BUL 4421 Lecture Notes - Lecture 10: Contract, Quasi-Contract, Term Life Insurance

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9 Jun 2016
Chapter 13
Contract – a promise or set of promises for the breach of which the law gives
a remedy or the performance of which the law in some way recognizes a duty
Agreement – consists of an offer by one party, called the offeror, to enter into
a contract and an acceptance of the terms of the offer by the other party,
called the offeree
Consideration – the bargained-for exchange or what each party gets in
exchange for his or her promise under the contract
Contractual capacity – the legal ability to enter into a binding agreement
oMost adults over the age of majority have capacity; those under the
age of majority, people suffering from mental illness, and intoxicated
persons do not
Objective theory of contracts – we base the existence of a contract on the
parties’ outward manifestations of intent and we base its interpretation on
how a reasonable person would interpret it
oThe subjective intent of parties is not usually relevant; what matters is
how they represented their intent through their actions and words
Bilateral contract – a promise in exchange for a promise. As soon as the
promises exchanged, a contract is formed and the parties’ legal obligations
Unilateral Contract – requires performance in order to form a contract (i.e. a
promise + a requested action). The offeror wants the offeree to do
something, not promise to do something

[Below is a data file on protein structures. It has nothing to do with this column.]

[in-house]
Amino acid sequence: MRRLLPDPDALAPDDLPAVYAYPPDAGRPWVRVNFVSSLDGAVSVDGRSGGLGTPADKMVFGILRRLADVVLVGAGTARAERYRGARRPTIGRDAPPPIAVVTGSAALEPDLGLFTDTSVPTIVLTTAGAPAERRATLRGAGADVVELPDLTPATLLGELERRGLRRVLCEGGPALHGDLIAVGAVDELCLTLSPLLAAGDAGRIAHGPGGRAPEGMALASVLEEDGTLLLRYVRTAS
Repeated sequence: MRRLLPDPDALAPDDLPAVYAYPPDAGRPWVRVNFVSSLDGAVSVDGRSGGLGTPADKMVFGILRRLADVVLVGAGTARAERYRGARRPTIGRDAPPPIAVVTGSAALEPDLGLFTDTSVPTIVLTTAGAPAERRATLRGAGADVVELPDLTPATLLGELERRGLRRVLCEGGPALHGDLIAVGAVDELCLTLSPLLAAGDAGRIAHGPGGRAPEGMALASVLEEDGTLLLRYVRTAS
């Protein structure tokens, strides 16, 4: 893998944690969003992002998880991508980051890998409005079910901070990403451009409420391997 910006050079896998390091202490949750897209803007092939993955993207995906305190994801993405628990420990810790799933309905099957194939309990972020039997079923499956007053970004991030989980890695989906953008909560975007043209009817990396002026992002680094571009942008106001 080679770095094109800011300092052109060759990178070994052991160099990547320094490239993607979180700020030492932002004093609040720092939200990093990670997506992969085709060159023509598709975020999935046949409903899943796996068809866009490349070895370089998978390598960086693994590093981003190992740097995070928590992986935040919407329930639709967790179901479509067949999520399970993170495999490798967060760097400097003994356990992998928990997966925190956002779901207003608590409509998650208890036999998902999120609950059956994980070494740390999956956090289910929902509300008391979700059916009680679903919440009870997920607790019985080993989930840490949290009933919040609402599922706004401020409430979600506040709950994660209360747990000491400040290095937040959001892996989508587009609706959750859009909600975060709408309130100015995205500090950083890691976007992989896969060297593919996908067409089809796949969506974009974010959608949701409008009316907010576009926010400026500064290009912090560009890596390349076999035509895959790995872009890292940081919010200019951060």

Express Contract – the terms of the contracts are all clearly set forth in either
written or spoken words
Implied contract – arise not from words but from the conduct of the parties
Void contract – not a contract at all. Either its object is illegal or it has some
defect so serious it is not a contract.
Voidable Contract – one or both of the parties has the ability to either
withdraw from the contract or enforce it
Chapter 14
Option contract – the offeree gives the offeror consideration in exchange for
holding the offer open for a specified period of time
Revocation – the offeror can revoke the offer at any time unless the offeree
entered into an option contract with the offeror. Revocation is effective
when the offeree receives it.
Rejection – another way to terminate the offer, effectuated by the offeree.
Regardless of how long the offer was stated to be open, once the offeree
rejects it, it is terminated.
Counteroffer – an offer made by the offeree to his offeror relating to the same
matter as the original and proposing a substituted bargain differing from that
proposed in the original offer.
oA counteroffer terminates the original offer
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Destruction or subsequent illegality of the subject matter – if the subject
matter of the offer is destroyed or becomes illegal, the offer immediately
Lapse of time – if the offer states it will be held open for only a certain time, it
terminates when that time expires
oIn the absence of such time condition, the offer will expire after the
lapse of a reasonable amount of time
Authorized means of acceptance – if the offer specifies that acceptance must
be communicated by a specific mode, that mode is the only means for
accepting the offer.
oIf no mode of communication is specified in the offer, and reasonable
means of acceptance is valid
Unauthorized means of acceptance – when an offer specifies that acceptance